Fixation of a memory is a process that requires the cooperation of two brain areas: the cortex and the hippocampus. The former fixes attention on the object to be memorized, frames it, gives it a code and then transfers this initial encoding to the hippocampus, which will consolidate the trace and then transfer it back to the cortex, where it can be integrated into the various drawers of our memory and remain available for further recall. In this dialogue, the two areas go at different speeds: the cortex is characterized by fast waves and theta waves, which are relatively slow waves, have a rhythm (4 -8 Herz) but are more than twice as fast as the slow waves, the deltas (1-4 Herz), which instead dominate the hippocampus and the deep phase of sleep. During wakefulness then, the first phase of memorization would occur in the sign of theta waves, while during deep sleep, the hippocampus would consolidate the memory with slow and ultralow activity (less than 1 Herz).

What evidence do we have for this explanation? The application of a transcranial current (absolutely painless operation) with delta frequency, on the area of the head that corresponds to the prefrontal cortex during the first stage of sleep, increases the memory of an exercise done before sleep. If a theta frequency is administered instead, the memory is suppressed. But conversely, if a theta frequency is administered during wakefulness, when one is engaged in learning, memory is improved. Further evidence came on March 15 when a group of Austrian neuroscientists hadimproved in the Journal of Cognitive Neurosciencethat theta activity during learning is directly related to the ability to remember after a night’s sleep. In essence, say the researchers,during slow-wave sleep, the hippocampus selects memories to save and those to throw away and does so by following a label that has been affixed to them during wakefulness, the theta label. Finally, there is another type of

Sleep and Memory

And that is the immune one. Volunteers who received a single dose of hepatitis A vaccine, if they did not sleep the night after the vaccine, the antibody level (indicating vaccination efficiency), checked after four weeks, is much lower than that of their colleagues who slept .

The arms and legs of memory

It is well known that we Italians are good communicators and use gestures a lot to emphasize or complete a message. This characteristic, which might appear to be a simple trait of the Latin costume, more expansive and physical than that of the global north, now acquires a new dimension in the light of cognitive neuroscience. In fact, gestures, in addition to playing a communicative role, also play a role in ‘cognitive processing and memory. We have a body of evidence showing that, when recalling an event, gesticulation can promote recall of details better than when gesticulation is interdicted. In addition, gesticulation, prior to recall of previously learned words, helps recall performance. Other studies have documented an effect of gesticulation on working memory. This renewed interest on the relationship between body, cognition and memory has important clinical basis. Indeed, it has long been known that neurological and psychiatric disorders often go hand in hand with motor impairments and, conversely, that motor disorders go hand in hand with psychiatric impairments.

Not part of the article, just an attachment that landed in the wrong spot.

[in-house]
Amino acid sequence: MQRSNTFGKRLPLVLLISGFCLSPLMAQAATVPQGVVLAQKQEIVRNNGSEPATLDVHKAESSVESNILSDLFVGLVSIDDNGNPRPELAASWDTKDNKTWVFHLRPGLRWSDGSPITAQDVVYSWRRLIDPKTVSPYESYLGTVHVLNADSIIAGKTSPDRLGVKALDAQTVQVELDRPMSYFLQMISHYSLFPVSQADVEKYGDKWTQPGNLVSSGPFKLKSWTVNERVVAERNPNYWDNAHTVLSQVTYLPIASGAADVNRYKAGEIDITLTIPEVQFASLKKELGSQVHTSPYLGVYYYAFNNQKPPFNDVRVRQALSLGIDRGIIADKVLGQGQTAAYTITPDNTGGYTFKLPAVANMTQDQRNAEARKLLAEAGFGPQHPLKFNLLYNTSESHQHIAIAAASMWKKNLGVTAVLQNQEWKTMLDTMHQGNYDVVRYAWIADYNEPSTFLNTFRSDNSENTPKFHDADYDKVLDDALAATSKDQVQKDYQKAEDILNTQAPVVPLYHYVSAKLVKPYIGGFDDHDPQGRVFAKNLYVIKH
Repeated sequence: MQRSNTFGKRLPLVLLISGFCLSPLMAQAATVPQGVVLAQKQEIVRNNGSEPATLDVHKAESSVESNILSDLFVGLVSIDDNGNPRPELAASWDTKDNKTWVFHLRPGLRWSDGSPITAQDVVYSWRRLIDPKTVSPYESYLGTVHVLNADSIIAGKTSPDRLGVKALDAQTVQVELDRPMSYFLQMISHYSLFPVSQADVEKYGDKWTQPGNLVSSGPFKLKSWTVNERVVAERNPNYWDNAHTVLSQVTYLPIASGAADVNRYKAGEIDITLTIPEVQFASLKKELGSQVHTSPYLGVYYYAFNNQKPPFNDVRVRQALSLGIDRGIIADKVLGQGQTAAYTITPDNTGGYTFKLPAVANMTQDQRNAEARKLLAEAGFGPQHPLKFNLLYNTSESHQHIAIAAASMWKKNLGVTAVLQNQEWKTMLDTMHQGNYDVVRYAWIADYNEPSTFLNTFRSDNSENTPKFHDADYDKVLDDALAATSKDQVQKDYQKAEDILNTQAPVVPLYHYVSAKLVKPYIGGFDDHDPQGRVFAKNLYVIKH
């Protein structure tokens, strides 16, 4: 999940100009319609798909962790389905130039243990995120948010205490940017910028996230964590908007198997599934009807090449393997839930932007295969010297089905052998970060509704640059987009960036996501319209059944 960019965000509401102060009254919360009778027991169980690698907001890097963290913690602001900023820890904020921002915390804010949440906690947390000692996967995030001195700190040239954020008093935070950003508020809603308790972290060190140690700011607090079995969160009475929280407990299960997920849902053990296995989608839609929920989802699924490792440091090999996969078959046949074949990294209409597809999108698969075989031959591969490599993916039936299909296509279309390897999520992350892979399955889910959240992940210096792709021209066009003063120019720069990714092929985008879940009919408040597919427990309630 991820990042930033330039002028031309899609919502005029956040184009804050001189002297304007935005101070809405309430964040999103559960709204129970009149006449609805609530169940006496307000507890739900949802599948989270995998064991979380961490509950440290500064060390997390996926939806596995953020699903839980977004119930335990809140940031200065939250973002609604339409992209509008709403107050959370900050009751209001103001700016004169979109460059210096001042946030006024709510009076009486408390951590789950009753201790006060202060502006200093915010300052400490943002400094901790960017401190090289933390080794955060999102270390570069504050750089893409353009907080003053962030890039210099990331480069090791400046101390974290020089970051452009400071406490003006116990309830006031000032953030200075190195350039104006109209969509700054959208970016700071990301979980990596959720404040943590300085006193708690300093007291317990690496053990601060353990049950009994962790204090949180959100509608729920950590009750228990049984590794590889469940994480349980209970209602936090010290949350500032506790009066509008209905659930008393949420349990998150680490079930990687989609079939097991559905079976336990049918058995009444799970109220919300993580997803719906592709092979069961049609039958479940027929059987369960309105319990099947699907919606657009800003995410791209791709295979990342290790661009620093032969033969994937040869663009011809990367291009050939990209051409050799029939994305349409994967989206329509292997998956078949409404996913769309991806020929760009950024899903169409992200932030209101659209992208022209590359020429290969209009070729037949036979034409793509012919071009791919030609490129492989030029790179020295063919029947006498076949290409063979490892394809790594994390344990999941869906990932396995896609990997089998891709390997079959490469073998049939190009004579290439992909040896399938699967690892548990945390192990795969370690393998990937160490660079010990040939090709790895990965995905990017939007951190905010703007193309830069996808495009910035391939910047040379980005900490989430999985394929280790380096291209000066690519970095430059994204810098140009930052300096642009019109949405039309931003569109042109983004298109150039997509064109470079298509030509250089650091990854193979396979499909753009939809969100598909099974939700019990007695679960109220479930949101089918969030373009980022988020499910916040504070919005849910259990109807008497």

A typical feature of depression is impaired memory and motor slowing, just as motor impairments are common in psychotic and anxiety disorders. Conversely, Parkinson’s, which is the typical disease of the basal ganglia motor system, frequently presents with depressive disorders and/or worsening of cognitive performance and memory. Finally, it is well established by numerous controlled clinical trials that structured exercise has positive effects on major depression and anxiety disorders, dementia, and other neurodegenerative disorders. A recent randomized controlled trial published in Neurology by an interdisciplinary group at the University of Iowa documented that aerobic activity improves not only fitness, motor function, and fatigue, but also mood, cognition, and memory in people with Parkinson’s disease. Extensive animal and human research has documented that physical activity induces the release in the brain of three neurotransmitters critical for memory, such as dopamine, serot onin, and norepinephrine . At the same time, cannabinoids and brain growth and plasticity factors (IGF-1) put into the circulatory stream by muscle contraction reach the brain. One finding established by human research is the physical activity-induced increase in Brain-Derived Nerve Factor (BDNF), an increase that corresponds to improved memory retrieval capacity.
by Francesco Bottaccioli